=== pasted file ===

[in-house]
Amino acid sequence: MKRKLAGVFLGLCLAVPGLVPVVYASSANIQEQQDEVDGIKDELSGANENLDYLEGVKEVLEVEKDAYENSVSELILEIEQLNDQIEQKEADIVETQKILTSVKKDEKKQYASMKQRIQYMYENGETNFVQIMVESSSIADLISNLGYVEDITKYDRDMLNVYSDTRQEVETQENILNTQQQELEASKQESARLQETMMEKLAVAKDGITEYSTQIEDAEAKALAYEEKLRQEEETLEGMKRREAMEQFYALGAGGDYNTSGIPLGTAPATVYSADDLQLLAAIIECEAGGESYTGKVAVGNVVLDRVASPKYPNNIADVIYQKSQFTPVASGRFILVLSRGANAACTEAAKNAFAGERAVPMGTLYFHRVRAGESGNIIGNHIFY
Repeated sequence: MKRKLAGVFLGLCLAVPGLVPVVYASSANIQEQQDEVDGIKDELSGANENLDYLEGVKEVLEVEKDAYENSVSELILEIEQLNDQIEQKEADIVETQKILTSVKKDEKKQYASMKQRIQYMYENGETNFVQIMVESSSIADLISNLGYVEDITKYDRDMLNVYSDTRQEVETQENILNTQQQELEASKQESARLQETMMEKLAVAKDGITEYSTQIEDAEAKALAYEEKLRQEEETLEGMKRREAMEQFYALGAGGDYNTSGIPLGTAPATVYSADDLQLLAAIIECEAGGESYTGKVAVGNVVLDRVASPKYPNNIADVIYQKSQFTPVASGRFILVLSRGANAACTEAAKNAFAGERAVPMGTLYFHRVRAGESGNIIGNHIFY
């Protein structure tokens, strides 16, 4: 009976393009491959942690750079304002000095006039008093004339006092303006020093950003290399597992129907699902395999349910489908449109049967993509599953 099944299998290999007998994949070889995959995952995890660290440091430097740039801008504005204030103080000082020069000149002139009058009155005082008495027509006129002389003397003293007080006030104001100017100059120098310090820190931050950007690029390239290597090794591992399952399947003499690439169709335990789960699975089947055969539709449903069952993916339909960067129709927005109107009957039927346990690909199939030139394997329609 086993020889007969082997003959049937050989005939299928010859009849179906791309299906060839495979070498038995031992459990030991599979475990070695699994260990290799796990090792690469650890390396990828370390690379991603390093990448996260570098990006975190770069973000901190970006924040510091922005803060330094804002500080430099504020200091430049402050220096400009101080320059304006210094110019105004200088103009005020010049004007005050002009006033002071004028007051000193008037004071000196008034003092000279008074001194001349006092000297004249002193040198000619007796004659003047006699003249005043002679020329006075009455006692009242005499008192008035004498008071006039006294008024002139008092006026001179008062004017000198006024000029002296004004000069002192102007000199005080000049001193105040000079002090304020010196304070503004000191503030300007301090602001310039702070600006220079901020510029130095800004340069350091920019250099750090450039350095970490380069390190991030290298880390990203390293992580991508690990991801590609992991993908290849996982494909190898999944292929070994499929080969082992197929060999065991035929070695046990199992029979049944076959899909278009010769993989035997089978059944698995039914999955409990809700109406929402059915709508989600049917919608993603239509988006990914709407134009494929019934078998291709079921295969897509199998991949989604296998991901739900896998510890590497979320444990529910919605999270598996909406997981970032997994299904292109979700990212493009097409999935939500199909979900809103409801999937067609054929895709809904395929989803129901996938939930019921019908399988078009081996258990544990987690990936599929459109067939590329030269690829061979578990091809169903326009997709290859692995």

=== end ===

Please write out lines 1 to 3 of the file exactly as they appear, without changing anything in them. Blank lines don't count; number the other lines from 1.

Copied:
[in-house]
Amino acid sequence: MKRKLAGVFLGLCLAVPGLVPVVYASSANIQEQQDEVDGIKDELSGANENLDYLEGVKEVLEVEKDAYENSVSELILEIEQLNDQIEQKEADIVETQKILTSVKKDEKKQYASMKQRIQYMYENGETNFVQIMVESSSIADLISNLGYVEDITKYDRDMLNVYSDTRQEVETQENILNTQQQELEASKQESARLQETMMEKLAVAKDGITEYSTQIEDAEAKALAYEEKLRQEEETLEGMKRREAMEQFYALGAGGDYNTSGIPLGTAPATVYSADDLQLLAAIIECEAGGESYTGKVAVGNVVLDRVASPKYPNNIADVIYQKSQFTPVASGRFILVLSRGANAACTEAAKNAFAGERAVPMGTLYFHRVRAGESGNIIGNHIFY
Repeated sequence: MKRKLAGVFLGLCLAVPGLVPVVYASSANIQEQQDEVDGIKDELSGANENLDYLEGVKEVLEVEKDAYENSVSELILEIEQLNDQIEQKEADIVETQKILTSVKKDEKKQYASMKQRIQYMYENGETNFVQIMVESSSIADLISNLGYVEDITKYDRDMLNVYSDTRQEVETQENILNTQQQELEASKQESARLQETMMEKLAVAKDGITEYSTQIEDAEAKALAYEEKLRQEEETLEGMKRREAMEQFYALGAGGDYNTSGIPLGTAPATVYSADDLQLLAAIIECEAGGESYTGKVAVGNVVLDRVASPKYPNNIADVIYQKSQFTPVASGRFILVLSRGANAACTEAAKNAFAGERAVPMGTLYFHRVRAGESGNIIGNHIFY